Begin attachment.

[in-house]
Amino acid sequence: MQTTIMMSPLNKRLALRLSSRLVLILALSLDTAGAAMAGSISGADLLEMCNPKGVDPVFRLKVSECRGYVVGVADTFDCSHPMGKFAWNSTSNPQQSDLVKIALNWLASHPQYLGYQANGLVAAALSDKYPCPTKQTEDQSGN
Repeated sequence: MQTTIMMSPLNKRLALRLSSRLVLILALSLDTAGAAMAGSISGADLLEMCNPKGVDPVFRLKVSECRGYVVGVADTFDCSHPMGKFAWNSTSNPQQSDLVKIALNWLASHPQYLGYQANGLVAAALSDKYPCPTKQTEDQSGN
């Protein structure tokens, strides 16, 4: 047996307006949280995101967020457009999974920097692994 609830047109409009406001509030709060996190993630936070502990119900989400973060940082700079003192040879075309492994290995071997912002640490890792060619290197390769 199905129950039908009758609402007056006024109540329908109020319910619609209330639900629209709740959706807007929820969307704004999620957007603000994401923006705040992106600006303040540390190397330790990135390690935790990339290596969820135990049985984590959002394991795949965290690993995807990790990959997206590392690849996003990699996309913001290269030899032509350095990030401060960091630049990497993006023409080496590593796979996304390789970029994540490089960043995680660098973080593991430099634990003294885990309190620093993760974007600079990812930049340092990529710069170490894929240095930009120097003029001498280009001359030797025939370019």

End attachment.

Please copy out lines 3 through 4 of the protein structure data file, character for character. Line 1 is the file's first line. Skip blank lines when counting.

Repeated sequence: MQTTIMMSPLNKRLALRLSSRLVLILALSLDTAGAAMAGSISGADLLEMCNPKGVDPVFRLKVSECRGYVVGVADTFDCSHPMGKFAWNSTSNPQQSDLVKIALNWLASHPQYLGYQANGLVAAALSDKYPCPTKQTEDQSGN
């Protein structure tokens, strides 16, 4: 047996307006949280995101967020457009999974920097692994 609830047109409009406001509030709060996190993630936070502990119900989400973060940082700079003192040879075309492994290995071997912002640490890792060619290197390769 199905129950039908009758609402007056006024109540329908109020319910619609209330639900629209709740959706807007929820969307704004999620957007603000994401923006705040992106600006303040540390190397330790990135390690935790990339290596969820135990049985984590959002394991795949965290690993995807990790990959997206590392690849996003990699996309913001290269030899032509350095990030401060960091630049990497993006023409080496590593796979996304390789970029994540490089960043995680660098973080593991430099634990003294885990309190620093993760974007600079990812930049340092990529710069170490894929240095930009120097003029001498280009001359030797025939370019």